Lorraine Bracco booking
She was raised by working-class parents in New York, so her Brooklyn accent and mannerisms are authentic. Bracco says she was voted “ugliest girl in sixth grade,” although it is hard to imagine such an honor was officially sanctioned by the school. She soon got over any alleged ugliness, began modeling while in high school, and at 19 she was working in Paris. She says she was approached by Salvador Dali, who wanted to paint her nude, but she refused.
While living in Paris, she began appearing in French movies, and made her film debut in 1979 in Duos sur canapé (literally, Duets on a Love Seat). She made her American film debut eight years later, in The Pick-Up Artist with Molly Ringwald and Robert Downey, Jr. Most American audiences first noticed her in the two-timing murder-romance Someone to Watch Over Me with Tom Berenger and Mimi Rogers.
For The Sopranos, series creator David Chase originally wanted Bracco to play Carmella, Tony Soprano’s long-suffering wife, but she asked for the psychiatrist’s role instead. “We first spoke about Carmela,” says Bracco, “but it would have been too much of the same for me if I’d taken it… I had done it in Goodfellas and I had done it very well, and to do it again was not the right thing. I told him I loved the script and wanted to play Dr Melfi. And he bought it.”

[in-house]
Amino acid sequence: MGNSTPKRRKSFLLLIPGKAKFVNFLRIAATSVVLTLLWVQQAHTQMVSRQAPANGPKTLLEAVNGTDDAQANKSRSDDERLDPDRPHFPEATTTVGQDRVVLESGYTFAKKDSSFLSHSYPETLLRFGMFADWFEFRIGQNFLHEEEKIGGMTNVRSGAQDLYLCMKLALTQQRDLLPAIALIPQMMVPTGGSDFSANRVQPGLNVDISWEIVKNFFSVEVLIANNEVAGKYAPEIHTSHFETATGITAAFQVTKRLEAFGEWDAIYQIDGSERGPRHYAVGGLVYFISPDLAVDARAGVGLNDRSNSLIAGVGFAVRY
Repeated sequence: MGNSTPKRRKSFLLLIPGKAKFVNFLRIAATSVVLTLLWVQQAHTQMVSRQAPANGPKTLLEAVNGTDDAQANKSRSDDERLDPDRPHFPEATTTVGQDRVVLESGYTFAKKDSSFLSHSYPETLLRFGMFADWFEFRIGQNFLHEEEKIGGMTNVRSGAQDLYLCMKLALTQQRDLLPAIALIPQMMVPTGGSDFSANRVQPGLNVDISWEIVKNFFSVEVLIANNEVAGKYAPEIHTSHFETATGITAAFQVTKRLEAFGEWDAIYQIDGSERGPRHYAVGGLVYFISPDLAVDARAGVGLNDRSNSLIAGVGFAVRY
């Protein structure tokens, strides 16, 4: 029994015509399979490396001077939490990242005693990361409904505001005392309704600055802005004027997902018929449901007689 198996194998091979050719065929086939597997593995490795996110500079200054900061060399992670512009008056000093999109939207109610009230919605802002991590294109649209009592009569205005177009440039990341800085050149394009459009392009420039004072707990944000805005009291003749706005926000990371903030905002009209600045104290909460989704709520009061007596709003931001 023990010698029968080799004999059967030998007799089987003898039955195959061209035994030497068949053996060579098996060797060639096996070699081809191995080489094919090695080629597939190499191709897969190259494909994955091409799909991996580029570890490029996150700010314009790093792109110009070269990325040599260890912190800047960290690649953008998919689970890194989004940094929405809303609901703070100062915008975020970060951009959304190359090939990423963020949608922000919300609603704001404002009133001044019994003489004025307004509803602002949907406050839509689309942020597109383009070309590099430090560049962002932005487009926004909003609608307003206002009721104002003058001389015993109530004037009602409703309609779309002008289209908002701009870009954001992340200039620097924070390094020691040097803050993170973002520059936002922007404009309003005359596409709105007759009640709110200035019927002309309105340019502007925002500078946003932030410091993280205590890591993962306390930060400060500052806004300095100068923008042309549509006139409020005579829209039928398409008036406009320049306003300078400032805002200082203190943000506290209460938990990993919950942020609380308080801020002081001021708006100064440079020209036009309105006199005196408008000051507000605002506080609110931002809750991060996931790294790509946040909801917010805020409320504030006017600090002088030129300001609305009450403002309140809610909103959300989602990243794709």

In the 1980s, she was married to Harvey Keitel, and in the 1990s she had an affair with Edward James Olmos, then divorced Keitel to marry Olmos. “It was the saddest day of my life when she hooked up with him,” Keitel said of Olmos, and Keitel is not a man who takes sad days sitting down. The battle for custody of Bracco and Keitel’s daughter was legendary, even by Hollywood divorce standards. The legal costs forced Bracco into bankruptcy, and Keitel accused Olmos of being a child molester, uncovering a complaint against Olmos which had been filed by an underage family friend, then settled for a cash payout from Olmos — who, of course, denied that anything inappropriate ever took place. A judge eventually ordered that Olmos not be alone in the same room with Keitel and Bracco’s daughter, and the Bracco-Olmos marriage did not last long.
Looking back, Bracco says she now recognizes that she was fighting depression through much of her marriage to Keitel. She has made public statements for mental health counseling, seeking to dispel the stigma that sometimes surrounds mental illness. “If you break your leg, you have it fixed,” she says. “If you have a toothache, you go to the dentist. When it comes to mental health, people tend to think they can just get over it.”
In 2004, Bracco joined the long list of Mrs. Robinsons (Linda Gray, Jerry Hall, Kelly McGillis, Kathleen Turner, etc.) who have seduced the college boy in stage adaptations of The Graduate. It was Bracco’s first appearance in a play.
In 2005, she lent her name to a wine, Bracco Estates, imported to America from Tuscany. It is, however, essentially an endorsement deal, a label for marketing purposes. Bracco does not own the winery, and has no estate in Tuscany.
“I understand people’s obsession with The Sopranos,” Bracco says. “I get a lot of guys who think they need to come to Dr. Jennifer Melfi. I always tell them my practice is very busy and that they should call Dr. Phil. That amuses me.”
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